Sam Crawford was nicknamed Wahoo Sam because he was born in Wahoo, Nebraska. He played for the Detroit Tigers from 1903 through 1917 and was one of the top players from The Dead Ball Era of baseball. There was one twist to this great game that Crawford played in the Spa City…it almost didn’t happen!
Due to the Sunday Laws, for-profit games were banned in Arkansas on Sundays. The Sunday of March 5, 1911 (?) the prosecuting attorney sent a constable to the ball field at Whittington Park with orders to arrest management and players, and to prevent any games from being played as scheduled. Doc Owens, the manager of Whittington Park, volunteered himself for immediate arrest and was taken to the local Justice of the Peace where he was fine $18.50 for promoting the Sunday game. Only Owens was arrested and the game continued.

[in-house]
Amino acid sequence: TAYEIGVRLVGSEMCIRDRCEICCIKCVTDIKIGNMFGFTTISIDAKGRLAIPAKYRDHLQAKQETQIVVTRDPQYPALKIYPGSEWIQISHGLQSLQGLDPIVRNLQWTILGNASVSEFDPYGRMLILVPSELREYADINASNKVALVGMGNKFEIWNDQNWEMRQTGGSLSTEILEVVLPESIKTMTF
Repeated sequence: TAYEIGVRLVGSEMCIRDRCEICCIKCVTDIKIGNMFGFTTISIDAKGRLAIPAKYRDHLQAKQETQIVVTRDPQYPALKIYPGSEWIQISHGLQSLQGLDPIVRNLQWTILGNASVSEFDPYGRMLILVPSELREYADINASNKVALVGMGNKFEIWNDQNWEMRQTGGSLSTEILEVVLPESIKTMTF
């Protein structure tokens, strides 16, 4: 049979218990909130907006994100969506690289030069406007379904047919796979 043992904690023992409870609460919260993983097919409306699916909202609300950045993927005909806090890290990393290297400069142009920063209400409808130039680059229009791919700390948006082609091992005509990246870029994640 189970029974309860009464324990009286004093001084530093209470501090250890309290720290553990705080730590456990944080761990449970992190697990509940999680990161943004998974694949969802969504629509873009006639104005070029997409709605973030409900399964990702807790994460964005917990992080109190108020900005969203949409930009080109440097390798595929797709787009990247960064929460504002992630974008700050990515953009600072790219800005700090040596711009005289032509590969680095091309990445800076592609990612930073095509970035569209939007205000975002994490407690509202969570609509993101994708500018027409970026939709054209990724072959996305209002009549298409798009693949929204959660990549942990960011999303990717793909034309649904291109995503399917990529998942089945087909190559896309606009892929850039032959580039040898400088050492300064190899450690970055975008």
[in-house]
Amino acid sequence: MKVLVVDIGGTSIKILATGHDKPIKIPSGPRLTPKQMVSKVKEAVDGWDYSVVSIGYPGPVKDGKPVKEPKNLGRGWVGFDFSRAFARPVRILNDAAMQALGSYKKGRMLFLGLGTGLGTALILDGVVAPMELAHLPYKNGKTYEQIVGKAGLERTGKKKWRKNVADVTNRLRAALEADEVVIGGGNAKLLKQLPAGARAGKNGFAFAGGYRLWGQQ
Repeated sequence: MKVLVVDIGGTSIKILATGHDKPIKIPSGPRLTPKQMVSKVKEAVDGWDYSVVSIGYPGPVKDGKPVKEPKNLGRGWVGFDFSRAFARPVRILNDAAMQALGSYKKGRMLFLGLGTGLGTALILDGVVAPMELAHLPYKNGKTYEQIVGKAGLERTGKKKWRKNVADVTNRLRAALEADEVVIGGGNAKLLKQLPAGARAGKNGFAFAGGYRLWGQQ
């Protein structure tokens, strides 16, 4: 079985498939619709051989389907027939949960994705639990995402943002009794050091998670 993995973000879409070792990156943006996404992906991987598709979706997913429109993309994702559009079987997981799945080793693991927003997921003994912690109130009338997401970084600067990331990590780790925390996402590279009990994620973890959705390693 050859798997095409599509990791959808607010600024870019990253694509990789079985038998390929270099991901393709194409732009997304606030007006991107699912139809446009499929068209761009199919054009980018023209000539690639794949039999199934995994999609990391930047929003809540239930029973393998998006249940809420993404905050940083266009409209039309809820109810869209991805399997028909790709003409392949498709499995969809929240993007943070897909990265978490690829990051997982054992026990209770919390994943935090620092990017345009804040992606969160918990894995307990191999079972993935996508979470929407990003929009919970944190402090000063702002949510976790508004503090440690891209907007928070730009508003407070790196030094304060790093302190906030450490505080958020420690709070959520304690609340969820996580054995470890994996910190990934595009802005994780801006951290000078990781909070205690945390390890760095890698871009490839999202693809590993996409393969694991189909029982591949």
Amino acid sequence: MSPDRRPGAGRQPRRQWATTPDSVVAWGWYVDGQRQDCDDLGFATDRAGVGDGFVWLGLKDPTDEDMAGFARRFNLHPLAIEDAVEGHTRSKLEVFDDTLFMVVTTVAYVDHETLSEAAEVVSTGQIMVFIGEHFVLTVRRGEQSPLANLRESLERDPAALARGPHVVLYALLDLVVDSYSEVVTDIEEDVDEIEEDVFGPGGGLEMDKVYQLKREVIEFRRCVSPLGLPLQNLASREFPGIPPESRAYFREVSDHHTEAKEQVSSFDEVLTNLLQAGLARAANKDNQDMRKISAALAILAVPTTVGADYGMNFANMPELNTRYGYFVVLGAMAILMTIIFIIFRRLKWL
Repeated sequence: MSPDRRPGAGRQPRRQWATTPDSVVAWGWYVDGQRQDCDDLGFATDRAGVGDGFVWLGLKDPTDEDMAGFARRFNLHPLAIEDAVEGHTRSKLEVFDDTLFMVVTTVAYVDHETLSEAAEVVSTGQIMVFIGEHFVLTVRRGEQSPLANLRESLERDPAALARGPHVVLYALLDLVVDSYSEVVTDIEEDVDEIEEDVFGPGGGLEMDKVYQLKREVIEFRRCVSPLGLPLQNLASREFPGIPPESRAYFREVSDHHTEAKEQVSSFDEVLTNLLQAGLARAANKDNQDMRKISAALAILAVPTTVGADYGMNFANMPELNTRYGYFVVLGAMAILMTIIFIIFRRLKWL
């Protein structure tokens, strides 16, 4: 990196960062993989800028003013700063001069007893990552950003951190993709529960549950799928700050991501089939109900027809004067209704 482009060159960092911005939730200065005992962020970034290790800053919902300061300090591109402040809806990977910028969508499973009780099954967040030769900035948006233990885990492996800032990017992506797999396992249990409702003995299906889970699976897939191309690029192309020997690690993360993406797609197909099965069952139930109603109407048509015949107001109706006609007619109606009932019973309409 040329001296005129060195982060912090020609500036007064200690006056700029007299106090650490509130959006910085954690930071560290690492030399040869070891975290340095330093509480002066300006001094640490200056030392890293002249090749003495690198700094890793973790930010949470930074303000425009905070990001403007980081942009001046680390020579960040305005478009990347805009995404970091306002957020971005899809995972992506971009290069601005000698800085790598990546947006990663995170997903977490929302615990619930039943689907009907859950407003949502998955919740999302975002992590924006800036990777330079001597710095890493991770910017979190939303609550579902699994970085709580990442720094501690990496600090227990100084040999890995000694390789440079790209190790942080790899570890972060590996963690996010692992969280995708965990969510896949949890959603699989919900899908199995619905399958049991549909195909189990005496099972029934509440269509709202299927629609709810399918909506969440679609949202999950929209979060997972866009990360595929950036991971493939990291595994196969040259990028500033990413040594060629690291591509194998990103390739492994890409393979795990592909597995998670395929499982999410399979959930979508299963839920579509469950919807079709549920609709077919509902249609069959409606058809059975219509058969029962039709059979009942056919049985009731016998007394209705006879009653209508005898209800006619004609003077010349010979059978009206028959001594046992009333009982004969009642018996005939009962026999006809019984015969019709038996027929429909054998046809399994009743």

The incident infuriated the members of the Local Businessman’s League who threatened to take the matter to the Arkansas Capitol. Baseball brought many visitors to the Spa City, both spectators and players alike. The Washington Post reported that during this March in 1911, 250 major league ballplayers were in Hot Springs for Spring Training.
Sam “Wahoo” Crawford was inducted into the Baseball Hall of Fame in 1957 after nineteen years in the majors. He ended his career with a lifetime batting average of .309 with 2,964 hits. He is the only player to have led the National and American Leagues in home runs.